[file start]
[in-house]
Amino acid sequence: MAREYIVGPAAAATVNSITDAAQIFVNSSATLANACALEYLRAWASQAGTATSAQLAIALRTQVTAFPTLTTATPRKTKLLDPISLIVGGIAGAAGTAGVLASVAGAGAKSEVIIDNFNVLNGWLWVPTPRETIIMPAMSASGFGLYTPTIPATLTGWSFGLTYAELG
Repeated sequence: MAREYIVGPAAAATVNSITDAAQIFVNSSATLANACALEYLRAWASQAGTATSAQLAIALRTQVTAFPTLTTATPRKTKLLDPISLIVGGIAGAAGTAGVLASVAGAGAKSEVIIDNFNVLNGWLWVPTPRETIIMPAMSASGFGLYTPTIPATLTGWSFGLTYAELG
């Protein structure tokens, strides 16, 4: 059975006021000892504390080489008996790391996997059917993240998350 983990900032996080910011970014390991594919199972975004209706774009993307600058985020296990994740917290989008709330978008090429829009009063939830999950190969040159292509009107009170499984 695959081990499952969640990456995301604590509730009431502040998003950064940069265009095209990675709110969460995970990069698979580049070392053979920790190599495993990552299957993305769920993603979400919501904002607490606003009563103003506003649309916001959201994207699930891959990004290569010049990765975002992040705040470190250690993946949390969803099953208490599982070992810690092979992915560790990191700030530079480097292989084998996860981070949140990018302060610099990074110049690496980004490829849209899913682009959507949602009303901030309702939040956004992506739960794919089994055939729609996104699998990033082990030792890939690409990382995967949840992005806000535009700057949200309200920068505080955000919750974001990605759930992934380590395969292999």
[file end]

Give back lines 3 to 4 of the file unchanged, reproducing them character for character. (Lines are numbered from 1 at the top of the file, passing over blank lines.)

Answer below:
Repeated sequence: MAREYIVGPAAAATVNSITDAAQIFVNSSATLANACALEYLRAWASQAGTATSAQLAIALRTQVTAFPTLTTATPRKTKLLDPISLIVGGIAGAAGTAGVLASVAGAGAKSEVIIDNFNVLNGWLWVPTPRETIIMPAMSASGFGLYTPTIPATLTGWSFGLTYAELG
């Protein structure tokens, strides 16, 4: 059975006021000892504390080489008996790391996997059917993240998350 983990900032996080910011970014390991594919199972975004209706774009993307600058985020296990994740917290989008709330978008090429829009009063939830999950190969040159292509009107009170499984 695959081990499952969640990456995301604590509730009431502040998003950064940069265009095209990675709110969460995970990069698979580049070392053979920790190599495993990552299957993305769920993603979400919501904002607490606003009563103003506003649309916001959201994207699930891959990004290569010049990765975002992040705040470190250690993946949390969803099953208490599982070992810690092979992915560790990191700030530079480097292989084998996860981070949140990018302060610099990074110049690496980004490829849209899913682009959507949602009303901030309702939040956004992506739960794919089994055939729609996104699998990033082990030792890939690409990382995967949840992005806000535009700057949200309200920068505080955000919750974001990605759930992934380590395969292999």